This blog will focus on my fall sabbatical, and the ecology, evolution, and conservation of endangered and rare species in the Death Valley / Owens Valley area of California. Two taxa that I am particularly interested in are the Inyo Mountain salamander, and desert pupfish in the genus Cyprinodon. I plan on exploring not only the science of these species (and others), but also their beauty.
Monday, August 23, 2010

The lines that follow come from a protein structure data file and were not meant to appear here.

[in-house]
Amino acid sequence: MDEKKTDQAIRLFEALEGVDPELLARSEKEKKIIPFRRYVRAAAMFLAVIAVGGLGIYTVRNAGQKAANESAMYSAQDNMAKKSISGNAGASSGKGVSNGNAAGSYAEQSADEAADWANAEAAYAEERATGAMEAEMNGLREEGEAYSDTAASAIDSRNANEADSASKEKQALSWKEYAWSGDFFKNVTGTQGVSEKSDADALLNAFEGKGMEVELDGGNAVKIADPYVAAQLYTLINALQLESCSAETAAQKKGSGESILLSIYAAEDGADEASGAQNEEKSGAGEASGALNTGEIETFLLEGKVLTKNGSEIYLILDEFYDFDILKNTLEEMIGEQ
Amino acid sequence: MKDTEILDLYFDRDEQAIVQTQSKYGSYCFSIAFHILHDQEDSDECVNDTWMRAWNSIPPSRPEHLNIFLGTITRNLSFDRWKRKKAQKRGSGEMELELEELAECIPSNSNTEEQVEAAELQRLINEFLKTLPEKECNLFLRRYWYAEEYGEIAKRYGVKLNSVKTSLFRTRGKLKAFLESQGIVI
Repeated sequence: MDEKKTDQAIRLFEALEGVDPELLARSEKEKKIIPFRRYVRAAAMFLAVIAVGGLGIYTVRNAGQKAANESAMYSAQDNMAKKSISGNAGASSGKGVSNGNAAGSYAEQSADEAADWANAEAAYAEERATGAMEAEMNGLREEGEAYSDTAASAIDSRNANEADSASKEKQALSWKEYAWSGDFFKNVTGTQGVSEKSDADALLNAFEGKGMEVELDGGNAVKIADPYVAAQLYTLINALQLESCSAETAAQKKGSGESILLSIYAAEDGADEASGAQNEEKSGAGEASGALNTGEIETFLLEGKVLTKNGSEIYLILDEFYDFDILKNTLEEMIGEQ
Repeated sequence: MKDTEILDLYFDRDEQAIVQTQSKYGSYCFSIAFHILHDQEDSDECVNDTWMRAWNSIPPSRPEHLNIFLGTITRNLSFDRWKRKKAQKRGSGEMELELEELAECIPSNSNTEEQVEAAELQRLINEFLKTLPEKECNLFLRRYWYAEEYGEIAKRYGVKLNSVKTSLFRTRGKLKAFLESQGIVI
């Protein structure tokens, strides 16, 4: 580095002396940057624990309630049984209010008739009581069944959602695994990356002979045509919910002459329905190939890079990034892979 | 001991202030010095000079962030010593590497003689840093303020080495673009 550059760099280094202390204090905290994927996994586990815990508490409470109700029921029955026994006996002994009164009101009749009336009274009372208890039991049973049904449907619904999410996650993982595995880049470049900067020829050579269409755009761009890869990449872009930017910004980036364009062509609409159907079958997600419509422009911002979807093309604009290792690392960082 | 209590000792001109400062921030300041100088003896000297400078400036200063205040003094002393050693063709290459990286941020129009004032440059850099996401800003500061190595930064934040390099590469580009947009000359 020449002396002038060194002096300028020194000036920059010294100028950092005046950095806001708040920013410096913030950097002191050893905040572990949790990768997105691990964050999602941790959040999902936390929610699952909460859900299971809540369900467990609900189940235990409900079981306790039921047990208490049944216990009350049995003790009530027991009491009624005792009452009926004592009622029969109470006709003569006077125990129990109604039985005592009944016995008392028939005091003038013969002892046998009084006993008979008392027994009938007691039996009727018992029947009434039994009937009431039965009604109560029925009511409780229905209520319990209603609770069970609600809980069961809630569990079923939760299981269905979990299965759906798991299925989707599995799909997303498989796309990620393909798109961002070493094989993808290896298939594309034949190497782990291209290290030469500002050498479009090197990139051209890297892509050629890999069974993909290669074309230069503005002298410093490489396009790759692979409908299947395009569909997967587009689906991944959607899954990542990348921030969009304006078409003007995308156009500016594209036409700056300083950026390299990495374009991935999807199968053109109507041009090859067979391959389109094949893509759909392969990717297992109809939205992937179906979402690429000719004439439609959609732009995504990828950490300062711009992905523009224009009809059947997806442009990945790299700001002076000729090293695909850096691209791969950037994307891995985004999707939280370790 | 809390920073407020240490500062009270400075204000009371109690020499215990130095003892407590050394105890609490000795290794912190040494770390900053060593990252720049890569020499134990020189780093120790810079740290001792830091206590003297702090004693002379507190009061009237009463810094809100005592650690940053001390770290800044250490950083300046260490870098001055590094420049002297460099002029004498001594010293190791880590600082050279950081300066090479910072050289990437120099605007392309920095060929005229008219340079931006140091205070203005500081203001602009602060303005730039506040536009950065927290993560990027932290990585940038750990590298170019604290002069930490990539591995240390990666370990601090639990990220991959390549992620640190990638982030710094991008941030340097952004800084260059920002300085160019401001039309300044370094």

Although most of my research during the last sixteen years has focused on the ecology of breeding birds in early successional habitats in the Northeast, I am fascinated by several species of desert organisms - particularly the Inyo Mountains slender salamander (Batrachoseps campi) and desert pupfish (Cyprinodon). The fate of these species is tied to water, the desert's most precious resource. This dependence on water, and the ability of pupfish and salamanders to persist in a very arid and harsh environment, is stunning and compelling. For example, the photo above shows my son, Martin, standing in creosote scrub habitat at the base of the Inyo Mountains. It is a heat-blasted, xeric landscape, and appears completely alien for any salamander - and yet they go about their business around a tiny spring in the canyon visible over Martin's right shoulder. The existence of slender salamanders in this isolated canyon in the Inyo Mountains is tied to the ecology and evolutionary biology of the species, and to the geological and climate history of the region. It is an existence that is unexpected, wonderful, and beautiful. And so my goal over the next few months is to explore the wonder and beauty of the desert, and of pupfish and salamanders - and hopefully, to begin building a book of creative nonfiction, which I shall call "In the Fullness of Time."